TURBT for bladder tumours

TURBT for bladder tumors

Transurethral resection of bladder tumor (TURBT) – is a very important procedure to determine the type, stage, and grade of bladder cancer, as well as resection of the tumor. This procedure is performed to see inside the bladder, take a tumor sample, and resect the tumor from the bladder wall.

Resection of bladder tumor with a TURBT. This is done under anesthesia.


The procedure is done under anesthesia.

An instrument called a resectoscope is inserted through the tip of your penis and into the tube that carries urine from your bladder (urethra). The bladder is visualized and any bladder tumor identified. The tumor is resected and sent for pathological analysis.

During the procedure your surgeon cuts away any abnormal growths (tumors) in your bladder.

If the tumor is on the lining of your bladder and hasn’t grown into the surrounding muscle (superficial or non-muscle invasive), then TURBT can be an effective treatment.

About eight out of 10 people with bladder cancer have the superficial / non-muscle invasive type of cancer and so, may be offered TURBT as a treatment.

After the procedure, you’re likely to be given medicine that is instilled straight into your bladder. This is usually chemotherapy, which helps reduce the chance of the cancer coming back.

Complications of TURBT

Complications are when problems occur during or after your procedure. The possible complications or risks of any operation include an unexpected reaction to the anesthetic or developing a blood clot in your leg (deep vein thrombosis).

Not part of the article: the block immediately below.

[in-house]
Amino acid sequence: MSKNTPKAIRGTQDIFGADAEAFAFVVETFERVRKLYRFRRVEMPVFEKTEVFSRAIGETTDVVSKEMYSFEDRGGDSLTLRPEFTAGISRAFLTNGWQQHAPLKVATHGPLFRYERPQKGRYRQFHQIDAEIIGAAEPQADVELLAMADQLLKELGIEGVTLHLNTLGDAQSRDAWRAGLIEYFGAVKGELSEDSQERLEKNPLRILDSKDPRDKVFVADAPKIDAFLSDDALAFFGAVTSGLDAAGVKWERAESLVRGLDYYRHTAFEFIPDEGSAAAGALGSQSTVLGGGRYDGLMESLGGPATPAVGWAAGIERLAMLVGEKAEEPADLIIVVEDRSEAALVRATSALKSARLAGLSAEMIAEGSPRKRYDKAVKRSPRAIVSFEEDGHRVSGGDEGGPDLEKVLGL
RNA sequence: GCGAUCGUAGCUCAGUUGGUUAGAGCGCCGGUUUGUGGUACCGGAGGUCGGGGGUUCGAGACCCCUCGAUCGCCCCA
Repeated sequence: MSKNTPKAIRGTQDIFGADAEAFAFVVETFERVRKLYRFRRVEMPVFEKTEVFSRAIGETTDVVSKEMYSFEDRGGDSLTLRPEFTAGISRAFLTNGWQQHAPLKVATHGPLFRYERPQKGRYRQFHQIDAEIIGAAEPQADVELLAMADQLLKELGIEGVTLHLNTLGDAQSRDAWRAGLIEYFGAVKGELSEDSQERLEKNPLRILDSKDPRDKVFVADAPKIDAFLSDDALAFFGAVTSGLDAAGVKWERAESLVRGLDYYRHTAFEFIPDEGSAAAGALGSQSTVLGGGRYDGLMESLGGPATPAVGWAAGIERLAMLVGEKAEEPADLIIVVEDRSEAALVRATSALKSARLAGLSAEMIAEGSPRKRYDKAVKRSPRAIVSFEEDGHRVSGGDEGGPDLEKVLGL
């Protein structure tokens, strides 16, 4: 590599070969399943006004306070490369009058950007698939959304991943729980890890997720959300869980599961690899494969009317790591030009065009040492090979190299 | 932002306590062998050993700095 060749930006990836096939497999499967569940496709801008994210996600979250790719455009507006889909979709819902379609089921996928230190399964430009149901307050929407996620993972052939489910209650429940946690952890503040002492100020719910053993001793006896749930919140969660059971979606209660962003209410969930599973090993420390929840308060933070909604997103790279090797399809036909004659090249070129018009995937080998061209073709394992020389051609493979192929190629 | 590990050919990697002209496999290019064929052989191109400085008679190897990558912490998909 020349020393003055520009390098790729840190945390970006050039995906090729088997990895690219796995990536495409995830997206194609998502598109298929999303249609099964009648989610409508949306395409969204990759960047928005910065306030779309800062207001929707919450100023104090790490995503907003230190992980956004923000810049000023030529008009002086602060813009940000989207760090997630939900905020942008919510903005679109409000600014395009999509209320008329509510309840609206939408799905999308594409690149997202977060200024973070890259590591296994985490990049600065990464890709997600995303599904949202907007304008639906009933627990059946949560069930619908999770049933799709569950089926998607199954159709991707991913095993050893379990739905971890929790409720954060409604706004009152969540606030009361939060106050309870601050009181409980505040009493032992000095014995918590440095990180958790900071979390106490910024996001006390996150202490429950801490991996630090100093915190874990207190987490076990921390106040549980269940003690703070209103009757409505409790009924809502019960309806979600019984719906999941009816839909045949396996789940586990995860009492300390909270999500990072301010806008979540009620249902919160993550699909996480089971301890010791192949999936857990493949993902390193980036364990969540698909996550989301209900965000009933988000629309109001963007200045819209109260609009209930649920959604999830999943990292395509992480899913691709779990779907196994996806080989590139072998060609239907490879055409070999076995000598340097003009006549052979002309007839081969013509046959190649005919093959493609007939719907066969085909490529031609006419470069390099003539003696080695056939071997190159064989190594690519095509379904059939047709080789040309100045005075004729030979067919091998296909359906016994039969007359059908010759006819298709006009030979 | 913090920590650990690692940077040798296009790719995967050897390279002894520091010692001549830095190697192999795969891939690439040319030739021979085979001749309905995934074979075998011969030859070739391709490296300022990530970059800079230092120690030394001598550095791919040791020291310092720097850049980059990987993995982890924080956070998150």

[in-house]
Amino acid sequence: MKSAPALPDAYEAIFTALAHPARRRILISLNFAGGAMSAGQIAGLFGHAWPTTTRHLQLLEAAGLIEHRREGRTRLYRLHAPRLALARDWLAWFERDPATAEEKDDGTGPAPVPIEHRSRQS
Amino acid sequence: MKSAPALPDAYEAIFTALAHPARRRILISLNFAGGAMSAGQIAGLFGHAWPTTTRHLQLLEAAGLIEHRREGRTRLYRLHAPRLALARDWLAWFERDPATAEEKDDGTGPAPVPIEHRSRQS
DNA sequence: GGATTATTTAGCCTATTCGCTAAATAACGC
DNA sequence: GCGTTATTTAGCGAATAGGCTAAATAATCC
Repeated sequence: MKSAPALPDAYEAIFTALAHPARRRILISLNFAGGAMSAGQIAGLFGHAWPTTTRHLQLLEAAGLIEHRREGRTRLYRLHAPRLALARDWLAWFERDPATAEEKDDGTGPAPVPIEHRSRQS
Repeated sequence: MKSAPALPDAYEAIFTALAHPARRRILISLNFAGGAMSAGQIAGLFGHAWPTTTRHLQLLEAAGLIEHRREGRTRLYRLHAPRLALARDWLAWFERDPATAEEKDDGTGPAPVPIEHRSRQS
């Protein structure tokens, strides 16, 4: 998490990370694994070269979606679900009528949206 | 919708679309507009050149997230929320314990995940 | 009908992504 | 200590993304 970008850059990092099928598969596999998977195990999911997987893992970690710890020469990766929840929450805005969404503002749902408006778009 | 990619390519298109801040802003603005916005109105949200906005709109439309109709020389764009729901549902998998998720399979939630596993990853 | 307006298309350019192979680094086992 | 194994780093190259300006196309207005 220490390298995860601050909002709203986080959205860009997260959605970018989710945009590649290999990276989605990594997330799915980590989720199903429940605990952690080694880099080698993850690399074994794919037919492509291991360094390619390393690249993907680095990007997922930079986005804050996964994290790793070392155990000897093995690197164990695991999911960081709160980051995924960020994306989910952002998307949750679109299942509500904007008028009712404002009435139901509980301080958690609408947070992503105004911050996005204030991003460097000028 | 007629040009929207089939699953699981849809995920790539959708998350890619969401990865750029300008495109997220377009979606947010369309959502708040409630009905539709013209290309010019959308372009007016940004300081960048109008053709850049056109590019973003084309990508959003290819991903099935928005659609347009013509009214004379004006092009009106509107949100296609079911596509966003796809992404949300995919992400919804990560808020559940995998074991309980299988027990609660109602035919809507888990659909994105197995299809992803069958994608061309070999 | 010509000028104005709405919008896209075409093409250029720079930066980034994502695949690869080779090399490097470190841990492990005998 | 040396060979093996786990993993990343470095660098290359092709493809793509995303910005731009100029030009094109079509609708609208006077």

Possible complications of TURBT are:

  • Urine infection. Bacteria can get into your urethra and bladder (your urinary tract) and cause infection. This can happen either during the operation or afterwards when a catheter is put in. The symptoms of a urine infection include feeling like you need to pee urgently and often, pain or discomfort when you’re passing urine, and smelly and cloudy urine.
  • All of the cancer might not be removed, or the cancer might come back. You’ll have regular check-ups after your TURBT, and if there is any sign of cancer, you’ll be offered more treatment.
  • Sometimes the bleeding after your operation doesn’t stop naturally, and blood clots can form. You might need an operation to stop the bleeding and take out the blood clots. Large blood clots can stop you passing urine, so if this happens speak to your surgeon straightaway, or go to accident and emergency.
  • Small holes made in your bladder wall during the operation. This is called perforation. If this happens, your catheter might need to stay in for longer than usual. If the hole is large, you may need an operation to fix it.

The risks and complications of TURBT will be discussed in detail by your doctor.